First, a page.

Miss Burwell’s partner, Neal Campbell, called for railings to be introduced at the site where she died, highlighting another footpath underneath a nearby railway bridge that does have them.
“I observed the other day a little one in front of an adult on a bicycle go under the bridge and he was riding a bit wobbly,” he explained. “I would hate for any other accident to occur.”
While railings may have prevented Miss Burwell’s death, the problem is that they could also create a danger for cyclists riding on the road, a particular hazard at junctions where lorries may turn left – indeed, a roundabout a little further along the road from where she died is equipped with the type of railings that some local authorities have removed.
Kettering coroner Anne Pember, recording a verdict of accidental death, said that she would be asking the highway authority what action could be taken to make the footpath safer, explaining that “If another life could be saved then any action taken would be worthwhile.”
Meanwhile, at Wakefield Coroner’s Court, assistant deputy coroner Mary Burke, also recording a verdict of accidental death in the case of Mr Papworth, commented: “Issues have been raised as to the position of the bollard. I intend to write to the highways authority... and invite them to review the layout. I cannot stipulate what steps should be taken. But if facts come to light that can prevent incidents like this happening then I am happy to do it.”
During the inquest, the court had heard that a variety of factors may have contributed to Mr Papworth's death.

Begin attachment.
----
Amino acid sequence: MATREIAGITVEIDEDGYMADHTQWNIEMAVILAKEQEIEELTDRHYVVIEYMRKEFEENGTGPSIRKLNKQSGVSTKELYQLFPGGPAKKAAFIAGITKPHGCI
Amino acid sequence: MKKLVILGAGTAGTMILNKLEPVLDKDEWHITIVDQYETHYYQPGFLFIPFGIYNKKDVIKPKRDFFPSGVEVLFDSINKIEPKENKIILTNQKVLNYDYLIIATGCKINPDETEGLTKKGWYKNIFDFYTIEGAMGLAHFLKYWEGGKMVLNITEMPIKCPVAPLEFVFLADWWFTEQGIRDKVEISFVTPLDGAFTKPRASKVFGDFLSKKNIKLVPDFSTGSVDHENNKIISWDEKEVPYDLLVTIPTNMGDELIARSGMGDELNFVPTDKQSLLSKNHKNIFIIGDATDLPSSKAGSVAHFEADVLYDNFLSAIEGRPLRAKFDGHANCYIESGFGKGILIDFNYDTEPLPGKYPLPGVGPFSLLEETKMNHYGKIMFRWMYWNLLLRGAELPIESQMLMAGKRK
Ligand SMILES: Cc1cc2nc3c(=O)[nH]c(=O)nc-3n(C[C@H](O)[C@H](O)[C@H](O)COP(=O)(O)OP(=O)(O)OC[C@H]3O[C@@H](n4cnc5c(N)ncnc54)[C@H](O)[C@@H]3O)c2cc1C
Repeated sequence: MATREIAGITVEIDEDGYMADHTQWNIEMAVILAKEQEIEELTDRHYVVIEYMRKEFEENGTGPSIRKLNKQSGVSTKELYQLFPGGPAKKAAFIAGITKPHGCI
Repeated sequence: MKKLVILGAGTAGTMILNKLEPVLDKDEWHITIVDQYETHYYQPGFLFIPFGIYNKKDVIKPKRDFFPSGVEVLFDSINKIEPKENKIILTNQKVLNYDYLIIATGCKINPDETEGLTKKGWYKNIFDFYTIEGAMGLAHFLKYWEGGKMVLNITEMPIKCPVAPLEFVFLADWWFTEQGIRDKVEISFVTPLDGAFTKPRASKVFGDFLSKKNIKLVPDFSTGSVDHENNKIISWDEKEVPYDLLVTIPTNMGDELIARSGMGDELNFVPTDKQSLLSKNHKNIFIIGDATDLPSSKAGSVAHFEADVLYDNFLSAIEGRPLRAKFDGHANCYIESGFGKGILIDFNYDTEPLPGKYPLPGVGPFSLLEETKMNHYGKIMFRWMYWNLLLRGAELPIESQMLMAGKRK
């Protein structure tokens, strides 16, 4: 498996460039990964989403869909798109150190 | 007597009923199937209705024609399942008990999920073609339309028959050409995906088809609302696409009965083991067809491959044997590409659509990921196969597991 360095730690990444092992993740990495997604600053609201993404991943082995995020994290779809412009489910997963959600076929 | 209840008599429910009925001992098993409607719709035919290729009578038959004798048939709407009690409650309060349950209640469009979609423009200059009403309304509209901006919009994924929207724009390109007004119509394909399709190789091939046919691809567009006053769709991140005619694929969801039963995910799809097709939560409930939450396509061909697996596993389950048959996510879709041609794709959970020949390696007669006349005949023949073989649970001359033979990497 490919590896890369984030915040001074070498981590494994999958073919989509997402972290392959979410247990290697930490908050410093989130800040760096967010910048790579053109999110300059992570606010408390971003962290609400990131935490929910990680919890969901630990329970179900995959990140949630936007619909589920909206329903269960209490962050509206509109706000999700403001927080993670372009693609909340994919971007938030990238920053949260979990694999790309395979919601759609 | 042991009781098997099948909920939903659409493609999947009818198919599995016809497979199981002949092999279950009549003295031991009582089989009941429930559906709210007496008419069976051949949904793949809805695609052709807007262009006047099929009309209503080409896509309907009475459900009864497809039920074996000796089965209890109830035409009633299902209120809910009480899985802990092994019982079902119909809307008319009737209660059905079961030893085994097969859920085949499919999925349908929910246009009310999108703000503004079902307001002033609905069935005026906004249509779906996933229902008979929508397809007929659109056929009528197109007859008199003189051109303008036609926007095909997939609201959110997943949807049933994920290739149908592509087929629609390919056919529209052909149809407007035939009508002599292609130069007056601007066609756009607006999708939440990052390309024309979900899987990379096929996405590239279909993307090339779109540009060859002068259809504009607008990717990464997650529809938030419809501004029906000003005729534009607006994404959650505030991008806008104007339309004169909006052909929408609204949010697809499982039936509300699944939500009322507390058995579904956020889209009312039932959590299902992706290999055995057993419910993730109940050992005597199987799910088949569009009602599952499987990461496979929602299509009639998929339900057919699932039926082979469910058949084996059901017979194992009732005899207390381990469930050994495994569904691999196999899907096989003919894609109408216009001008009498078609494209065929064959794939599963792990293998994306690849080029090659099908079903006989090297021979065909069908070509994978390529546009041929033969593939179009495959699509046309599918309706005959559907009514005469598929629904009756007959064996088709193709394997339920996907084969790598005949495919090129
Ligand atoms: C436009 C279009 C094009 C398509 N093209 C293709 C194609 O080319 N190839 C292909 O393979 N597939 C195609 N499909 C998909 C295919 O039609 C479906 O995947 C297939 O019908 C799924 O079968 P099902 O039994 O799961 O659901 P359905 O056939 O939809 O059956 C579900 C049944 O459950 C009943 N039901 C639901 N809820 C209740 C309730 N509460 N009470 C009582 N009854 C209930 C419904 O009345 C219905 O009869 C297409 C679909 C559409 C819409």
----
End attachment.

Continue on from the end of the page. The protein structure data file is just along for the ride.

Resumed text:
It was revealed that he had a “significant” amount of cannabis in his bloodstream, which according to a toxicologist was “likely to have had a significant and detrimental effect on Paul’s motor and cognitive functions.”
The inquest was also told that he had recently seen his GP about pains in his upper arms and thigh which may also have been a factor in the incident, and that while he his bike, which he had acquired the previous day, had no defects, the responsiveness of the brakes may have caused him to make a misjudgment.
It was revealed that cyclists were in the habit of cutting across the footpath where he died to avoid having to use a busy roundabout nearby, and his mother and stepfather, who said that Mr Papworth had been riding since he was six years of age, was a ““competent and safe road user.”
They added, however, that the bollards that he struck were “useless in doing the job they were intended for.”
Born in Scotland, Simon moved to London aged seven and now lives in the Oxfordshire Cotswolds with his miniature schnauzer, Elodie. He fell in love with cycling one Saturday morning in 1994 while living in Italy when Milan-San Remo went past his front door. A daily cycle commuter in London back before riding to work started to boom, he's been news editor at road.cc since 2009. Handily for work, he speaks French and Italian. He doesn't get to ride his Colnago as often as he'd like, and freely admits he's much more adept at cooking than fettling with bikes.